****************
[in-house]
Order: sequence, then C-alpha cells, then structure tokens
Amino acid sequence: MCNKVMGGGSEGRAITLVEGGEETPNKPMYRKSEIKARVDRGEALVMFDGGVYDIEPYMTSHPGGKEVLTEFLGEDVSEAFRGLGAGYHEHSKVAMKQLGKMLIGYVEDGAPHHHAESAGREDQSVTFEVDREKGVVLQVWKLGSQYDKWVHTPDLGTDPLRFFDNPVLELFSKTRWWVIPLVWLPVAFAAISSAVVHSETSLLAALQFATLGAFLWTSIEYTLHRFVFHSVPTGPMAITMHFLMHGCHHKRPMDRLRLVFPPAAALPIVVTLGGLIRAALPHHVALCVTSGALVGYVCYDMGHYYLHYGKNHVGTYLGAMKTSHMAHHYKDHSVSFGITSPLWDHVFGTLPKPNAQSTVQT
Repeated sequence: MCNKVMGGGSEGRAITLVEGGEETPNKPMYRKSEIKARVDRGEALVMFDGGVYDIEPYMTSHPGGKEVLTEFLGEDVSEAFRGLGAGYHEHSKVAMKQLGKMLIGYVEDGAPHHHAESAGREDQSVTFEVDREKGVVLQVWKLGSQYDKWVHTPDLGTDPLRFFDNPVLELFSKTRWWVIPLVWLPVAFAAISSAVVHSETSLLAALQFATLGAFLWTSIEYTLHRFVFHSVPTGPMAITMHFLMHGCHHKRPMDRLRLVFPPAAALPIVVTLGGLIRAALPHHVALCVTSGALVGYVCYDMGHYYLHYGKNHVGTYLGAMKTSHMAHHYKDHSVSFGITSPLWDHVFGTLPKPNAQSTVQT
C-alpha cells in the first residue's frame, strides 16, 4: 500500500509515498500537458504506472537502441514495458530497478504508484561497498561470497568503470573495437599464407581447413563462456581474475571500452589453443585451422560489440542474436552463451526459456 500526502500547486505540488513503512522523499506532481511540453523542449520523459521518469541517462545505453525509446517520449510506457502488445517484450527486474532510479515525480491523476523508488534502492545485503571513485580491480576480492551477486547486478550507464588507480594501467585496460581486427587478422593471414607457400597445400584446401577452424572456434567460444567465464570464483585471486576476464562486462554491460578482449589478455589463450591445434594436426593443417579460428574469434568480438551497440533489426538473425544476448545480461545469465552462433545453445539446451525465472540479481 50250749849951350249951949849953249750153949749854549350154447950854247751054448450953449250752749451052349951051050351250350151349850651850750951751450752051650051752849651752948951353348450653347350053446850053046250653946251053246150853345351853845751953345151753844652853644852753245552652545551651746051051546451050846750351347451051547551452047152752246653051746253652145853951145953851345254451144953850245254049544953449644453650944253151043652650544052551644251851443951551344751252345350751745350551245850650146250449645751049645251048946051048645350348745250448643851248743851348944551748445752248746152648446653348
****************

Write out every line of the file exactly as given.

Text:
[in-house]
Order: sequence, then C-alpha cells, then structure tokens
Amino acid sequence: MCNKVMGGGSEGRAITLVEGGEETPNKPMYRKSEIKARVDRGEALVMFDGGVYDIEPYMTSHPGGKEVLTEFLGEDVSEAFRGLGAGYHEHSKVAMKQLGKMLIGYVEDGAPHHHAESAGREDQSVTFEVDREKGVVLQVWKLGSQYDKWVHTPDLGTDPLRFFDNPVLELFSKTRWWVIPLVWLPVAFAAISSAVVHSETSLLAALQFATLGAFLWTSIEYTLHRFVFHSVPTGPMAITMHFLMHGCHHKRPMDRLRLVFPPAAALPIVVTLGGLIRAALPHHVALCVTSGALVGYVCYDMGHYYLHYGKNHVGTYLGAMKTSHMAHHYKDHSVSFGITSPLWDHVFGTLPKPNAQSTVQT
Repeated sequence: MCNKVMGGGSEGRAITLVEGGEETPNKPMYRKSEIKARVDRGEALVMFDGGVYDIEPYMTSHPGGKEVLTEFLGEDVSEAFRGLGAGYHEHSKVAMKQLGKMLIGYVEDGAPHHHAESAGREDQSVTFEVDREKGVVLQVWKLGSQYDKWVHTPDLGTDPLRFFDNPVLELFSKTRWWVIPLVWLPVAFAAISSAVVHSETSLLAALQFATLGAFLWTSIEYTLHRFVFHSVPTGPMAITMHFLMHGCHHKRPMDRLRLVFPPAAALPIVVTLGGLIRAALPHHVALCVTSGALVGYVCYDMGHYYLHYGKNHVGTYLGAMKTSHMAHHYKDHSVSFGITSPLWDHVFGTLPKPNAQSTVQT
C-alpha cells in the first residue's frame, strides 16, 4: 500500500509515498500537458504506472537502441514495458530497478504508484561497498561470497568503470573495437599464407581447413563462456581474475571500452589453443585451422560489440542474436552463451526459456 500526502500547486505540488513503512522523499506532481511540453523542449520523459521518469541517462545505453525509446517520449510506457502488445517484450527486474532510479515525480491523476523508488534502492545485503571513485580491480576480492551477486547486478550507464588507480594501467585496460581486427587478422593471414607457400597445400584446401577452424572456434567460444567465464570464483585471486576476464562486462554491460578482449589478455589463450591445434594436426593443417579460428574469434568480438551497440533489426538473425544476448545480461545469465552462433545453445539446451525465472540479481 50250749849951350249951949849953249750153949749854549350154447950854247751054448450953449250752749451052349951051050351250350151349850651850750951751450752051650051752849651752948951353348450653347350053446850053046250653946251053246150853345351853845751953345151753844652853644852753245552652545551651746051051546451050846750351347451051547551452047152752246653051746253652145853951145953851345254451144953850245254049544953449644453650944253151043652650544052551644251851443951551344751252345350751745350551245850650146250449645751049645251048946051048645350348745250448643851248743851348944551748445752248746152648446653348